Being perceived as tough can be an effective negotiating strategy. It backfires though if by “tough” you mean walking back on past agreements. As this is from the Trump playbook, some words on that are in order /1
Trump threatened to bring NAFT down to reach USMCA. And he got what he wanted including rules of origin for the car industry that will be tough (impossible?) to meet for Mexico. So why not copy those tactics? /2
Because the UK-EU relationship is entirely different from the Mexican-US one. Mexico is utterly dependent on trade with the US (the US takes more than 70% of its exports). The UK is not even the EU’s largest trading partner. /3
Cannot help but think this is also a rather unfortunate moment in history for Brexit. The US and the EU both - and independently from Brexit - turn their trade policies towards stronger level-playing field. Plus the EU shifts its emphasis to enforcement anyway. /4

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More from @hhesterm

9 Oct
Allow me to correct @tradegoveuk. Your comparison does not support your conclusion. Allow me to explain (thread)
1) Your sample. You compare the UK system to Canada, Japan and Australia. Two of these systems are Westminster systems. That does not support a conclusion relating to “the world”.
2) Why do I say that? The real power in treaty scrutiny is an up or down vote on an FTA in Parliament. That exists, for example, in the US or the EU. Not in the UK.
Read 7 tweets
8 Oct
Germany published its ranking of trading partners in foreign trade for 2019 (any hint where to find the equivalent for 2018, @destatis ?) /1…
For overall trade (imports+exports) the UK was Germany's 7th largest trading partner, after China, NL, US, France, Italy and Poland. For exports it ranked No. 5 after the US, France, China and NL.
The statistics for Jan to August for German exports unsurprisingly show dramatic change, but...
Read 4 tweets
6 Oct
From today‘s Politico: Ministers will ensure that 60% of the equipment used in the UK for producing wind energy is made in the country.
What is not mentioned: this can very quickly come into conflict with WTO law (Short thread)
National content requirements are highly dubious under WTO law - and Canada and India are amongst the countries whose programs ran into trouble at the WTO for precisely that reason.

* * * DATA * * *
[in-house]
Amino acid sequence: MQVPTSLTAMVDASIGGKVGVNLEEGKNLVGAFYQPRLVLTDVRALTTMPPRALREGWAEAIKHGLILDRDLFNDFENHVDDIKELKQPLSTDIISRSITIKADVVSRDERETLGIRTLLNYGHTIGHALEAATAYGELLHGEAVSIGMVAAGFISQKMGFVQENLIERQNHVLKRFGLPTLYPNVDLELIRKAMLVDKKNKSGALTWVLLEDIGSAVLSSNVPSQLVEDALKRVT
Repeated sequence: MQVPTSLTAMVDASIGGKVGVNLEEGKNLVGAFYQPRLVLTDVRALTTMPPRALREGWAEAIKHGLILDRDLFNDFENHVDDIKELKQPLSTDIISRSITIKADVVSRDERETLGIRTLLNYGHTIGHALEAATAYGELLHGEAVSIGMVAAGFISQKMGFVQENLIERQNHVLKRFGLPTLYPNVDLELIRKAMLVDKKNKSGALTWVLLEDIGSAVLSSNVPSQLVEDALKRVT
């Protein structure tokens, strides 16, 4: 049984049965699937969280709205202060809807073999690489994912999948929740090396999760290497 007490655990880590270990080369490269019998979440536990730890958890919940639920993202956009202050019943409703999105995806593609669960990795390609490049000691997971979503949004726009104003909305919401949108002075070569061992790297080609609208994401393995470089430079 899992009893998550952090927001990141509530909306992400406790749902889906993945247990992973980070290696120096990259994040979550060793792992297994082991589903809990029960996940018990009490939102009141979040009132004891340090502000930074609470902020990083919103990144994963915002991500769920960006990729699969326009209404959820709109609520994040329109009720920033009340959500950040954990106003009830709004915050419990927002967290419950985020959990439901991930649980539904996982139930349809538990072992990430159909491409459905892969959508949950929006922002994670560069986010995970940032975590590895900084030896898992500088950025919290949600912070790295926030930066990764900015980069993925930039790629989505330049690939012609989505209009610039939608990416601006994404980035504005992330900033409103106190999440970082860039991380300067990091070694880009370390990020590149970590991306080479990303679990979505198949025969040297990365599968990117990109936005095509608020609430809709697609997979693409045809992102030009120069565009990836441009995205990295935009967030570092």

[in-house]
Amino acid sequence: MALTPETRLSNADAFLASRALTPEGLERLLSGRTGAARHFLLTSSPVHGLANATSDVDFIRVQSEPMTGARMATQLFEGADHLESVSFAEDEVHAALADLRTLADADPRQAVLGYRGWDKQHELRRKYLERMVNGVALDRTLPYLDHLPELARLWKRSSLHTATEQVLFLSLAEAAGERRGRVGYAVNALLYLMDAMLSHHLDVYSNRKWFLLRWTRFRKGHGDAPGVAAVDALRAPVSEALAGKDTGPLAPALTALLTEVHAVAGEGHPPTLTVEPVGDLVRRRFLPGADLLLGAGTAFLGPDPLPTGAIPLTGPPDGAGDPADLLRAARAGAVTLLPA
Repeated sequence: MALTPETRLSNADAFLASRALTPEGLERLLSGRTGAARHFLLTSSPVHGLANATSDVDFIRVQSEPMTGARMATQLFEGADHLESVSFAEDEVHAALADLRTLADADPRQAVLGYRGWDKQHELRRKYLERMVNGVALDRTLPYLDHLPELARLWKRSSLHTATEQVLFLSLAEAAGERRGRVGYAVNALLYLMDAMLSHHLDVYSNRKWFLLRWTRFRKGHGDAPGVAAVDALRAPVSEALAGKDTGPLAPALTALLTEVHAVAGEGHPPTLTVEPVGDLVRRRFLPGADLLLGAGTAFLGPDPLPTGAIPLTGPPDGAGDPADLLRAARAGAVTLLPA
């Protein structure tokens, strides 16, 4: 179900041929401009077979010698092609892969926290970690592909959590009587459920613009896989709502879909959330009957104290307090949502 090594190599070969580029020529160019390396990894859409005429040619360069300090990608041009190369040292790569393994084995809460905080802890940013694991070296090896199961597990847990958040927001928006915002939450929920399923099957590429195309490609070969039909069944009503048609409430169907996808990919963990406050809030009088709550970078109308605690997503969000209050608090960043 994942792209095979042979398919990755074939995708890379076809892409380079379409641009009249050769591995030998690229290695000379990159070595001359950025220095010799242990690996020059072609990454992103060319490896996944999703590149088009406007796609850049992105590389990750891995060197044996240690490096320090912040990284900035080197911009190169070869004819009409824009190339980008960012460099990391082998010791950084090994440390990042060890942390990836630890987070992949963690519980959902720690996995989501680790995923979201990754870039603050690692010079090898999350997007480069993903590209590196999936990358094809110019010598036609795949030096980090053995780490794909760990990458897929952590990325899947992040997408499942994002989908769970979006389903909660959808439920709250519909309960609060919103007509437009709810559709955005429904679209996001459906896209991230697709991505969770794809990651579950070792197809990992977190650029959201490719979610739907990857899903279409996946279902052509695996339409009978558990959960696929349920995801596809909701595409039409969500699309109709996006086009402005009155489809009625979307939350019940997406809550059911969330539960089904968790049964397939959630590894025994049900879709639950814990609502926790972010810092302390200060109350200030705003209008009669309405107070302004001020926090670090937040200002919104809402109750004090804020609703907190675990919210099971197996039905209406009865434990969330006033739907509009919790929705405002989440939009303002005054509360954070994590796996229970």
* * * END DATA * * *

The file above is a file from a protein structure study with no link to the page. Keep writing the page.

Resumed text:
Fortunately someone has written an article about this issue…
Read 4 tweets
6 Oct
A thoroughly remarkable article. Gertrude Lübbe-Wolff takes on the US Supreme Court. The dysfunctional Court.…
It is hard to argue with the observation that the construction of the court has led to a thoroughly undesirable polarisation.
Probably important to point out: I do not agree with everything in the article. To point out one observation I do agree with: I think lifetime tenure and the mode of appointment lead to undesirable results.
Read 4 tweets
5 Oct
Steve talks bananas. Let me add one thing (short thread)
Another reason why we have fruit quality standards is to facilitate trade. Traders need to talk to each other and speak the same language.
For that reason, there actually is a working party on agricultural quality standards - under the banner of UNECE.
Read 7 tweets
5 Oct
It is difficult to understand what’s going on here. As Emilio rightly points out, this is put down explicitly in the NI Protocol. It’s not vague language. But this shows an interesting issue of Committee work /1
Sometimes a question can catch someone off guard and rather than admit it the person might follow the logic of some talking points without actually knowing the answer. And the answer the person gives can then simply be false - as happened here. /2
The question then is: who corrects these errors? Committees will give you a chance to correct any mistakes in your testimony. But what if you don’t? /3
Read 4 tweets

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